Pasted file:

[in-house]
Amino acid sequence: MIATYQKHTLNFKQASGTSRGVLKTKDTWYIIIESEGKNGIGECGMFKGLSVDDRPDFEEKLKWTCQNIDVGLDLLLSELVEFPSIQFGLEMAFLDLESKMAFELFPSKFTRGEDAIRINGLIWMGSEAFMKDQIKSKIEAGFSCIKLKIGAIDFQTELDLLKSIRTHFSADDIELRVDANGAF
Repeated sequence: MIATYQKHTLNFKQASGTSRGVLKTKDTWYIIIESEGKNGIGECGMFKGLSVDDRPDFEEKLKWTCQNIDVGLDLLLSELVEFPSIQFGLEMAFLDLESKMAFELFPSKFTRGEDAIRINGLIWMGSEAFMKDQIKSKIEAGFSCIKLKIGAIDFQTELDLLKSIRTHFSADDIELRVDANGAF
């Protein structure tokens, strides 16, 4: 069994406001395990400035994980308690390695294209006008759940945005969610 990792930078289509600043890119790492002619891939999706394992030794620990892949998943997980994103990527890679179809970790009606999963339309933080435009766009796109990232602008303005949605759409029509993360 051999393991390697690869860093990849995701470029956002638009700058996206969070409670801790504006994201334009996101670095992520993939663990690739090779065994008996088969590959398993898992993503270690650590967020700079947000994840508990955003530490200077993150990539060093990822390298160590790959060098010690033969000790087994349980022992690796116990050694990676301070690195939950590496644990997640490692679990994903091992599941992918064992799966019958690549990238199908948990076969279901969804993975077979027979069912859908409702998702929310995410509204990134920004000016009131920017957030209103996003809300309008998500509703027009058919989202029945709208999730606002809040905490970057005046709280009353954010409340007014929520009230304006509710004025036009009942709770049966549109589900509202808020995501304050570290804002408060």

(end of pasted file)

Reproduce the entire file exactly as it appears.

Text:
[in-house]
Amino acid sequence: MIATYQKHTLNFKQASGTSRGVLKTKDTWYIIIESEGKNGIGECGMFKGLSVDDRPDFEEKLKWTCQNIDVGLDLLLSELVEFPSIQFGLEMAFLDLESKMAFELFPSKFTRGEDAIRINGLIWMGSEAFMKDQIKSKIEAGFSCIKLKIGAIDFQTELDLLKSIRTHFSADDIELRVDANGAF
Repeated sequence: MIATYQKHTLNFKQASGTSRGVLKTKDTWYIIIESEGKNGIGECGMFKGLSVDDRPDFEEKLKWTCQNIDVGLDLLLSELVEFPSIQFGLEMAFLDLESKMAFELFPSKFTRGEDAIRINGLIWMGSEAFMKDQIKSKIEAGFSCIKLKIGAIDFQTELDLLKSIRTHFSADDIELRVDANGAF
């Protein structure tokens, strides 16, 4: 069994406001395990400035994980308690390695294209006008759940945005969610 990792930078289509600043890119790492002619891939999706394992030794620990892949998943997980994103990527890679179809970790009606999963339309933080435009766009796109990232602008303005949605759409029509993360 051999393991390697690869860093990849995701470029956002638009700058996206969070409670801790504006994201334009996101670095992520993939663990690739090779065994008996088969590959398993898992993503270690650590967020700079947000994840508990955003530490200077993150990539060093990822390298160590790959060098010690033969000790087994349980022992690796116990050694990676301070690195939950590496644990997640490692679990994903091992599941992918064992799966019958690549990238199908948990076969279901969804993975077979027979069912859908409702998702929310995410509204990134920004000016009131920017957030209103996003809300309008998500509703027009058919989202029945709208999730606002809040905490970057005046709280009353954010409340007014929520009230304006509710004025036009009942709770049966549109589900509202808020995501304050570290804002408060």